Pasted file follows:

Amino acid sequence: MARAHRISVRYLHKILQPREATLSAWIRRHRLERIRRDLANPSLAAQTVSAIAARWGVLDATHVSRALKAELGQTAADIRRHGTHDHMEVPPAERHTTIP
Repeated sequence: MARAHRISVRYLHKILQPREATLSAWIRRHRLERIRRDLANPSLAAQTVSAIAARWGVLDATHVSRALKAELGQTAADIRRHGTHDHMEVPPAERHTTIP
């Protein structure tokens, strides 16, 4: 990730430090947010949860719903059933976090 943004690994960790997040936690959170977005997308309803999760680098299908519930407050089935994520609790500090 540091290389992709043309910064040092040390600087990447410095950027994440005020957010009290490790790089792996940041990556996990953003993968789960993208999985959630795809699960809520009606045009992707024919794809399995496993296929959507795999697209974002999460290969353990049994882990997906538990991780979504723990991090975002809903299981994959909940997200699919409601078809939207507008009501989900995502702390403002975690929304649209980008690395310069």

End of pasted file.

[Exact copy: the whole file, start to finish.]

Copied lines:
Amino acid sequence: MARAHRISVRYLHKILQPREATLSAWIRRHRLERIRRDLANPSLAAQTVSAIAARWGVLDATHVSRALKAELGQTAADIRRHGTHDHMEVPPAERHTTIP
Repeated sequence: MARAHRISVRYLHKILQPREATLSAWIRRHRLERIRRDLANPSLAAQTVSAIAARWGVLDATHVSRALKAELGQTAADIRRHGTHDHMEVPPAERHTTIP
């Protein structure tokens, strides 16, 4: 990730430090947010949860719903059933976090 943004690994960790997040936690959170977005997308309803999760680098299908519930407050089935994520609790500090 540091290389992709043309910064040092040390600087990447410095950027994440005020957010009290490790790089792996940041990556996990953003993968789960993208999985959630795809699960809520009606045009992707024919794809399995496993296929959507795999697209974002999460290969353990049994882990997906538990991780979504723990991090975002809903299981994959909940997200699919409601078809939207507008009501989900995502702390403002975690929304649209980008690395310069």